It is clear that Kasparov is has spent a lot of time pondering questions about AI in general and his experiences in dealing with computers over the board specifically. This is natural, since he has been asked about the matches dozens, if not hundreds of times. But also, his chess career could not have continued indefinitely, and he now makes a living giving lectures about strategies in business and administration to corporations and institutions all over the world. He lives in Manhattan.

Besides discussing these matters, in "Deep Thinking" Kasparov displays a remarkable command of a wide range of subjects, including both scholarly journals and popular culture. And as an author myself, I carefully check every sentence for mistakes. I have noticed that the Wall Street Journal, which used to be meticulous in avoiding any misprints, has let some creep into its pages. "Deep Thinking" has none, although there was one mistaken repetition of a phrase. Impressive.

However, no matter how meticulous and well-read Kasparov is, he can also display a lack of historical knowledge, as in the following paragraph.

Emotional influence is only one of many the ways in which humans act irrationally and unpredictably. Economic theory is predicated on the fact that people are "rational actors," that we will always decide based on what is in our best interests. This is probably why economics is called the "dismal science" and why there is a saying that economists have as much effect on the economy as weather forecasters have on the weather. Humans often aren’t rational at all, not in groups and not individually.

Perhaps it is my background in economics (since I concentrate on economics, business and finance in my work as a professional Japanese interpreter/translator) that led me to discover years ago that economics is called the "dismal science" because of the work of Thomas Malthus, who predicted dire consequences (still dubbed "Malthusian") when a population explosion outstripped food production. (Incidentally, it may be reasonably argued that Malthus was partially correct since upwards of ten million children die every year worldwide due mainly to malnutrition and disease.)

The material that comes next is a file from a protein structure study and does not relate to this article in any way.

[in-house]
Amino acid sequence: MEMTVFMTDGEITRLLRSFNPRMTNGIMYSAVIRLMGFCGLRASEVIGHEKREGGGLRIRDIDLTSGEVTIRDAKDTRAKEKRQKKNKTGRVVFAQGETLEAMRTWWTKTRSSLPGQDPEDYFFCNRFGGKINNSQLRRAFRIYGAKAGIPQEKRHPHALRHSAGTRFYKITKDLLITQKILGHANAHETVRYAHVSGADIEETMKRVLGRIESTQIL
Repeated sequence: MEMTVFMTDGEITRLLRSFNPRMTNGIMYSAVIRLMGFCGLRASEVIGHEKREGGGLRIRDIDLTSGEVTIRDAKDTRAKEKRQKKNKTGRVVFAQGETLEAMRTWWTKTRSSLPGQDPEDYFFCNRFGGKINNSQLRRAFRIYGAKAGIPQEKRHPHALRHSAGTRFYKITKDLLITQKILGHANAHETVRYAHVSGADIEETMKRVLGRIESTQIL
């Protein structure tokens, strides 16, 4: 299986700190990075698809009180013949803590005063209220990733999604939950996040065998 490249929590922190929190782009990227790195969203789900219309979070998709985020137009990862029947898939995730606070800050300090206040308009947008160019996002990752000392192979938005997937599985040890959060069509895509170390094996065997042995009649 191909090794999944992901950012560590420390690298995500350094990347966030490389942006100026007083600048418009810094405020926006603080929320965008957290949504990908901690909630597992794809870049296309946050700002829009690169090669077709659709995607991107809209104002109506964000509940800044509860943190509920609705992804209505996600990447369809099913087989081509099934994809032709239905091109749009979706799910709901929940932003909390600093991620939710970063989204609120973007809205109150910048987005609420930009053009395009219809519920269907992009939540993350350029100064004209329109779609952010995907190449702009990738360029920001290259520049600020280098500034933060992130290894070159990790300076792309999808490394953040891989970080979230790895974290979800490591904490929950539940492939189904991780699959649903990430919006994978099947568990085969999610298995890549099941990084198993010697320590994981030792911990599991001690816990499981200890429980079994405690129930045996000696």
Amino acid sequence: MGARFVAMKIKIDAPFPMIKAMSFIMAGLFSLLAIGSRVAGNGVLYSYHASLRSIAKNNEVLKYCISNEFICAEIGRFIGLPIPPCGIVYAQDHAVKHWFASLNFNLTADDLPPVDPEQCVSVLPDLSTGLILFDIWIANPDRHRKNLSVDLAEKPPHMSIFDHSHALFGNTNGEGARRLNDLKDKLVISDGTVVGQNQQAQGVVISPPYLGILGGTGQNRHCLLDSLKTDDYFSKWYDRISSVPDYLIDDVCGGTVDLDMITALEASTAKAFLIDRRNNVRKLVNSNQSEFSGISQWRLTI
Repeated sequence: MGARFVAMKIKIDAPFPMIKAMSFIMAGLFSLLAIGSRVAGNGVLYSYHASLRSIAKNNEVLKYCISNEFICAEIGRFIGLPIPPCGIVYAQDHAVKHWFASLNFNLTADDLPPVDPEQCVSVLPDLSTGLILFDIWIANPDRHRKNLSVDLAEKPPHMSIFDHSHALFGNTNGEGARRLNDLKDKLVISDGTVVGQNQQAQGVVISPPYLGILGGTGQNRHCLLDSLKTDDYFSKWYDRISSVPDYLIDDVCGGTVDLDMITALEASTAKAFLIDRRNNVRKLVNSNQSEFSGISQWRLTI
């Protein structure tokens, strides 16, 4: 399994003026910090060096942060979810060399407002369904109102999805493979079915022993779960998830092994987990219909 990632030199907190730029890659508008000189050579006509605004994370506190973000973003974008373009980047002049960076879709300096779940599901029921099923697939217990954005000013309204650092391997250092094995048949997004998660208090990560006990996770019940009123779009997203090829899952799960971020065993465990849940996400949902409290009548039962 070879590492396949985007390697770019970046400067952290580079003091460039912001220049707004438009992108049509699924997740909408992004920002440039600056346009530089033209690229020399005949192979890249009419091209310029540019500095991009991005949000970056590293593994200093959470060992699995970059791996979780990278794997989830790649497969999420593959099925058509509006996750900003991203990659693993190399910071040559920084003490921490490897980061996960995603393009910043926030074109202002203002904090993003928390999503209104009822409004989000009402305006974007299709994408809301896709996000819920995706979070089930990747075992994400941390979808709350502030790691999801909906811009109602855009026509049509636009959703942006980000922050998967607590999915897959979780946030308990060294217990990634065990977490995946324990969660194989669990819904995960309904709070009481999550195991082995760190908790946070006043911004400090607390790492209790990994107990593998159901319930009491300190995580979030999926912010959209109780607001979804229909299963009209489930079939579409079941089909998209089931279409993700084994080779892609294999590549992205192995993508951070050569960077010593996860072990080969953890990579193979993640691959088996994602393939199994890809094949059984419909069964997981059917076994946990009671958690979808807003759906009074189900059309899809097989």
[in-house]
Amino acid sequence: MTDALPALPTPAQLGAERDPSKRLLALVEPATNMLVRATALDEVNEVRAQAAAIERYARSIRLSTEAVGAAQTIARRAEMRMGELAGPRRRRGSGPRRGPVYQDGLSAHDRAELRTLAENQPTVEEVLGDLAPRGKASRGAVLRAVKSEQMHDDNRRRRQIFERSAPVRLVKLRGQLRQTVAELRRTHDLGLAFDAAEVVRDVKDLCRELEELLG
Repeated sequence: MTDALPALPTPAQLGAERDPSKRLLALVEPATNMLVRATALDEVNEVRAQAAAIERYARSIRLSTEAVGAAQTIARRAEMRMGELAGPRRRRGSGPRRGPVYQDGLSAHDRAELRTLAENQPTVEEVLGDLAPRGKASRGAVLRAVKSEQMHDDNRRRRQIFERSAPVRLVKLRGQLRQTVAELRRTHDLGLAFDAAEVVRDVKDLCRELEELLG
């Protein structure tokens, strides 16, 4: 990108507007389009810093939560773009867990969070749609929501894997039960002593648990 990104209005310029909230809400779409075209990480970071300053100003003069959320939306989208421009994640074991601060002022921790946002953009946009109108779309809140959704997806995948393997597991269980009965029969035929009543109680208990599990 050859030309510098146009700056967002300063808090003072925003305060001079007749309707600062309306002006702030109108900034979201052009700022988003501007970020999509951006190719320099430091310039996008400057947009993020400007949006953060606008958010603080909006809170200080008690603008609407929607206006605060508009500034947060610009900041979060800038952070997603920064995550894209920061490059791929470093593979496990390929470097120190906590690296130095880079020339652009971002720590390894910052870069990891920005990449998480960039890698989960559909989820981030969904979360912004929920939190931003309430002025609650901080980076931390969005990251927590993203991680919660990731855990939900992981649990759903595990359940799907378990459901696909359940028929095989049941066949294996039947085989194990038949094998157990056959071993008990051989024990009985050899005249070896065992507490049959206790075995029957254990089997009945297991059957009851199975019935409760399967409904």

Kasparov ends with all sorts of conclusions about the subject of artificial intelligence, far too many to relate here. But the following excerpt will give a sense of his thoughts.

Does it really matter what is or isn’t "intelligent" by some definition, no matter how well argued? I concede that the more I learn about it, the less I care. Chess is the perfect example of Larry Tesler’s "AI effect," which says that "intelligence is whatever machines haven’t done yet." As soon as we figure out a way to get a computer to do something intelligent, like play world championship chess, we decide it’s not truly intelligent. Others have pointed out that whenever something becomes practical and common, it stops being called AI at all. It’s another illustration that these narratives only matter for a brief point in time.

As a chess player, I found the detailed discussion of the 1997 match between Kasparov and Deep Blue to be fascinating. I watched it with interest at the time, but despite seeking out as much expert analysis that I could, that did not come close to what Kasparov has to say.

The match was for six games. Kasparov won the first game, and that gave him a false sense of confidence. Then, inexplicably, he resigned the second game in a position where a draw was right before his eyes! When his own analysis team pointed that out, Kasparov was dumbfounded. It shook his confidence to the core. And that in turn affected his play to the end.

Besides that, the sponsor of the match, IBM, does not come across as acting ethically. It employed Russian-speaking security guards, presumably to spy on Kasparov and his team, although Kasparov does not come right out and say that. And in the final game of the match, when the team analyzed a variation of the Caro-Kann Defense, an opening that Kasparov had never played in his life, the possibility of a knight sacrifice was discussed. However, the consequences of such a sacrifice are so speculative that computers at that time would never make it. Later, one of the Deep Blue grandmaster consultants publicly acknowledged that the team had programmed Deep Blue specifically to make that sacrifice! The night before the game! Very suspicious.

This is a literate, highly enjoyable book to read. I recommend it without reservations.

Those who wish to comment on the opinions expressed here may send their thoughts to info@GoWizardry.com. The most interesting responses will be addressed in future postings.

Robert J. Terry